The Mozart’s symphony was extremely tiresome. BSO demonstrated neither Mozart’s brisk, nor organization of a good professional orchestra. It was not a Mozart symphony event but rather a trio were generally OK sounding strings wrestled with BSO-style brass and everything was spiced with Mozart-mocking conductor’s pantomime. Ironically this inept BSO’s Mozart came just a week after Worchester demonstrated stunning play of Haydn’s 45 Symphony by Academy of St. Martin (sadly was not reviewed by BMI). There it was a full bloom of early Classical orchestra, with incredible professional play but at same time with dramatic, even well-rehearsed, zeal.

    Then there was Thomas’ Cello Concerto. I am not sure if it was a Cello Concerto, however there was a leading cello in the stage. BSO was truly spectacular during this Concerto. It was exactly their type of music and BSO is very good for it: the meaningless cacophony of unrelated sounds expressed with pretentions of inflated philosophy. I do not think that I am qualified to talk more about this music. Some people do find this type of sonic sequencing stimulating. I do not. Confucius said ones that the hardest thing of all is to find a black cat in a dark room, especially if there is no cat. I do not mind to do hard things but I am not a huge fun to do meaningless things – the Thomas’ latest Cello Concerto was exactly like that – the meaningless thing, at least to me. To my taste the Concerto would do wonderful as background music during torture of prisoners in Guantanamo but it did not good in the Symphony Hall.

    The Saint-Saëns’ Third Symphony. Kitty and I split the interests in this Saint-Saëns work – I went to hear first two movements, she – the last two. Eschenbach’s blanketed the symphony with high speed indifference. The beautiful, falling-forward rhythmic poetry of the fist moment got converted into slalom skiing and neither Eschenbach was not able to express anything discriminating nor BSO was able to follow with anything communicative at this crazy tempi. The opening of the second movement the string did very nice. I felt the organ was a bit too loud but I am sure that it was just for my sit (first balcony, left 35). The continuation of the slow movement, even though it was interrupted by BSO brass, but it was OK. The third movement was embarrassing, plain and simple; I do not even want to talk about it. Somehow the Eschenbach and BSO got a grip in the last movement as Eschenbach descended to more conventional speed. The organist sounded very nice, the BSO showed some blaze here and there – it was kind of nice. The Kitten felt that organ sounded exceptionally good. I do not know. I do not listed the Saint-Saëns’ Third Symphony for the organ part but where organ had to be it was there and it was nice. The Third Symphony is not the work where organ has to be great. Perhaps the Symphony Hall need to schedule some organ recitals to show off own organ? Anyhow, the organ left very pleasant feeling and I do not remember I had the same when I heard the Third Symphony in Symphony Hall 4 years back.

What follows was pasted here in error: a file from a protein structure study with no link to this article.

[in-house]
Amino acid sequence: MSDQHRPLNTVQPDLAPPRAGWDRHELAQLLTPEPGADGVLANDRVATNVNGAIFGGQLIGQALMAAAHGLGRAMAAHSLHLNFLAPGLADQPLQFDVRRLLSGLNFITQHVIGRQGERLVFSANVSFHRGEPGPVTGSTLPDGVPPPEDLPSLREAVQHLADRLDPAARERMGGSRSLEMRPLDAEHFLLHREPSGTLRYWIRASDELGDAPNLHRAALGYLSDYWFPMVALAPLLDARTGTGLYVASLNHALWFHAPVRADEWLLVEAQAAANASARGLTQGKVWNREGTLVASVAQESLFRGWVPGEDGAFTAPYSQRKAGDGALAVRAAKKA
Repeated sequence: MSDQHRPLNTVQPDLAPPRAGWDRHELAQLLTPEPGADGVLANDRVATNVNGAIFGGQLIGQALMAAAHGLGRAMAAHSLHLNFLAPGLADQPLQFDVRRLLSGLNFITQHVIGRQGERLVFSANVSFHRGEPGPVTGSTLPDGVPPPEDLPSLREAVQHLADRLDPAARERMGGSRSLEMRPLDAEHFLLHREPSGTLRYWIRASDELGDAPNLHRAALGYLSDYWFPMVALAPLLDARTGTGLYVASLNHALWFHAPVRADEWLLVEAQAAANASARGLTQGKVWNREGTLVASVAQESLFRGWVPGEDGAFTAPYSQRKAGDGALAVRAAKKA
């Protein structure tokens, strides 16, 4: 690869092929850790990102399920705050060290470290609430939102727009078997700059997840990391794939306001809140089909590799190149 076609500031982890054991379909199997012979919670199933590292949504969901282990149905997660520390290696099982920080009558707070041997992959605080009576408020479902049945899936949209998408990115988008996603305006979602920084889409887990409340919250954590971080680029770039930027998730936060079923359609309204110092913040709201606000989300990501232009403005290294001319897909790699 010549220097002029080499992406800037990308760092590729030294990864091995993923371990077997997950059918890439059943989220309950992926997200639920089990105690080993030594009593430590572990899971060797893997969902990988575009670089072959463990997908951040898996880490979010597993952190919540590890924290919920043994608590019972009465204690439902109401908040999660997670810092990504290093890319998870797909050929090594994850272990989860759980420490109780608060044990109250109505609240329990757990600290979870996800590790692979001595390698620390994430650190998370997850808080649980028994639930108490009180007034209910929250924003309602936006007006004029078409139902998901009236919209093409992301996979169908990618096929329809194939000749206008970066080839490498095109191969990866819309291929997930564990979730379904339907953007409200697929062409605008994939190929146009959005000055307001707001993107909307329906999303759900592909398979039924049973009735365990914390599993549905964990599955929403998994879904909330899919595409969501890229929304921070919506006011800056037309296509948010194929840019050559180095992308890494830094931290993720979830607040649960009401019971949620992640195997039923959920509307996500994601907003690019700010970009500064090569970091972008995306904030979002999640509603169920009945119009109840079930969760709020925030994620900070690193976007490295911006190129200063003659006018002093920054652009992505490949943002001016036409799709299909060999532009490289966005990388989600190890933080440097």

Comment by Romy The Cat — March 17, 2013 at 8:00 am

  12. I don’t know much, but I know what I like. I thought Jupiter was a little lackluster; that they were going through the motions to get to the next work.

    The Cello Concerto is, admittedly, not my style of music. That being said, I found it very interesting. Then again, I don’t like music that makes me feel stupid. I feel like I don’t even know enough to comment further.

    The Saint-Seans seemed to have exaggerated tempo, both fast and slow. The opening movement was muddled as can be. The famed Munch recording is about as fast as it can be handled, in my opinion. This is one of my favorite pieces and it was a delight to see heads snap to attention when they’re collective question – “Why exactly did they put that poor organist on a flight from Paris?” – was answered. You know the moment. A great finale to a varied evening of music.

    Comment by Just my opinion, man — March 18, 2013 at 11:00 am

  13. The comments about CE’s conducting are correct, and are the reasons why he left Philadelphia under a cloud. Essentially, his conducting is pulled about, nothing is ever steady, with long ritards at strange places. In some ways he’s a modern-day Mengelberg. To his credit, he divides his violins, but the rest of the time his interpretations range from sleepy to wildly exaggerated. I understand he’s not easy to follow, either, and when he did the Mahler 4 at Carnegie 5 years ago there were small ensemble slips I would not have expected at a third or fourth repetition — and this after a brilliant Berg Violin Concerto in the first half.

    BTW, the later Biggs/Ormandy S-S 3rd is one of the few true stereo recordings from the dry but clear acoustic of the Academy of Music. They recorded and the Barber Toccata Festiva on an Aeolian-Skinner organ at the Academy, and that has been reissued on Sony Essential Classics, SBK 47655. I like the performance because the acoustic is so clear, and the PO’s playing is truly vintage fabulous.

    Comment by Don Drewecki — March 18, 2013 at 1:46 pm

  14. Actually E Power Biggs played the subscription concerts of the Saint Saens in 1959 (I was there). Very dramatic and exciting performances. He could not record it as he was under contract with CBS and the BSO was contracted with RCA) Zamkochian, I believe, played a subsequent performance and made the recording.